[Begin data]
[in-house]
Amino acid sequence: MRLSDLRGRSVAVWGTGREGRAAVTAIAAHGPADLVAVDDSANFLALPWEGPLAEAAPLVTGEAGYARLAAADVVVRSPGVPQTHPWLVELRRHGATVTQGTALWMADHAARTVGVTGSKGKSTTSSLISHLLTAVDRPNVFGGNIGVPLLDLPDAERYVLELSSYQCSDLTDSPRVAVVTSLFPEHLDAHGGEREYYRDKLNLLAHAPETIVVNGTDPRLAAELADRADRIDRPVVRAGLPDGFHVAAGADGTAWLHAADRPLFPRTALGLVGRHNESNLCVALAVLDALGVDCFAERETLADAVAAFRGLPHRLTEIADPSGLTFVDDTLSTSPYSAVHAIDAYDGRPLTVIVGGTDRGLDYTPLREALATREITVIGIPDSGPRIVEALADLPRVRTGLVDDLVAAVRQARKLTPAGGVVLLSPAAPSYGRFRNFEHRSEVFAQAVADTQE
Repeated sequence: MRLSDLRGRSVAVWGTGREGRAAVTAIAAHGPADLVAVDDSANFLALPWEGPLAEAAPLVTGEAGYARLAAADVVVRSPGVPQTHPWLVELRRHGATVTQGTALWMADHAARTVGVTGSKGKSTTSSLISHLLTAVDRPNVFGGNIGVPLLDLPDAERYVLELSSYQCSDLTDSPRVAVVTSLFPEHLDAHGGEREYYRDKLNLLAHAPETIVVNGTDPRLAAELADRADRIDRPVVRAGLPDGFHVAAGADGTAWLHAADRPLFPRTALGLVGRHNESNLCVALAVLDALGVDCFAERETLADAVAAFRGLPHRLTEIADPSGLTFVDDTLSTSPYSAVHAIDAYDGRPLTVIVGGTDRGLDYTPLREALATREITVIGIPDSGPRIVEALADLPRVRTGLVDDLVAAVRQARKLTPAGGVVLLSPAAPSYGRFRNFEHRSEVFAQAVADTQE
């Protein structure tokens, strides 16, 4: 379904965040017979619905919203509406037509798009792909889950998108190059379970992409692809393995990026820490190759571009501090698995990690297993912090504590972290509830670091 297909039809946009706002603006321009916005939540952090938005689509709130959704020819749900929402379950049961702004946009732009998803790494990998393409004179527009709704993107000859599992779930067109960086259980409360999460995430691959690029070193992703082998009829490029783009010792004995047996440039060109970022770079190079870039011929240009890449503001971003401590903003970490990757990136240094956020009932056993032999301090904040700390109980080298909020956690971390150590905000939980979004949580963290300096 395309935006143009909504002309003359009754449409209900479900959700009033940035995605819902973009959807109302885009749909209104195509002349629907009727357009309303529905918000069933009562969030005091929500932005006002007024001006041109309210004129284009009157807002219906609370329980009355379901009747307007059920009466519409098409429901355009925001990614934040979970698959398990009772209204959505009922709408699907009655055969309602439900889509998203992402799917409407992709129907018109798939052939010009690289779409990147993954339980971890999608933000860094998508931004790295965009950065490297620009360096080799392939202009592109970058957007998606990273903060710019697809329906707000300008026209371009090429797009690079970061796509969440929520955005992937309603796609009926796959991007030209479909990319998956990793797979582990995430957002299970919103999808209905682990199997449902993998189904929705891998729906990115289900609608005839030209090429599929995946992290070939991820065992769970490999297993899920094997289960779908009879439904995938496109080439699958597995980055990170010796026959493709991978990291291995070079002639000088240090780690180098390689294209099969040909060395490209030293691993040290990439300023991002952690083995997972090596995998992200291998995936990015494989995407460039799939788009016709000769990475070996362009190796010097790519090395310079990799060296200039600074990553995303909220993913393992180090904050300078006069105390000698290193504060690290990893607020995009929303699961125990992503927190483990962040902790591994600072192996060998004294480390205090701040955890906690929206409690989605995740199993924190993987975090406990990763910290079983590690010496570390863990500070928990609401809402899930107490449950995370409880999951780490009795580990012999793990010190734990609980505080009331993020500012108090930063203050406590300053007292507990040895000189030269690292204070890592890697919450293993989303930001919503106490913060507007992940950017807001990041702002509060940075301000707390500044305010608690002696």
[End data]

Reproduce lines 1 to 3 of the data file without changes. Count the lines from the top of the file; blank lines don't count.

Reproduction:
[in-house]
Amino acid sequence: MRLSDLRGRSVAVWGTGREGRAAVTAIAAHGPADLVAVDDSANFLALPWEGPLAEAAPLVTGEAGYARLAAADVVVRSPGVPQTHPWLVELRRHGATVTQGTALWMADHAARTVGVTGSKGKSTTSSLISHLLTAVDRPNVFGGNIGVPLLDLPDAERYVLELSSYQCSDLTDSPRVAVVTSLFPEHLDAHGGEREYYRDKLNLLAHAPETIVVNGTDPRLAAELADRADRIDRPVVRAGLPDGFHVAAGADGTAWLHAADRPLFPRTALGLVGRHNESNLCVALAVLDALGVDCFAERETLADAVAAFRGLPHRLTEIADPSGLTFVDDTLSTSPYSAVHAIDAYDGRPLTVIVGGTDRGLDYTPLREALATREITVIGIPDSGPRIVEALADLPRVRTGLVDDLVAAVRQARKLTPAGGVVLLSPAAPSYGRFRNFEHRSEVFAQAVADTQE
Repeated sequence: MRLSDLRGRSVAVWGTGREGRAAVTAIAAHGPADLVAVDDSANFLALPWEGPLAEAAPLVTGEAGYARLAAADVVVRSPGVPQTHPWLVELRRHGATVTQGTALWMADHAARTVGVTGSKGKSTTSSLISHLLTAVDRPNVFGGNIGVPLLDLPDAERYVLELSSYQCSDLTDSPRVAVVTSLFPEHLDAHGGEREYYRDKLNLLAHAPETIVVNGTDPRLAAELADRADRIDRPVVRAGLPDGFHVAAGADGTAWLHAADRPLFPRTALGLVGRHNESNLCVALAVLDALGVDCFAERETLADAVAAFRGLPHRLTEIADPSGLTFVDDTLSTSPYSAVHAIDAYDGRPLTVIVGGTDRGLDYTPLREALATREITVIGIPDSGPRIVEALADLPRVRTGLVDDLVAAVRQARKLTPAGGVVLLSPAAPSYGRFRNFEHRSEVFAQAVADTQE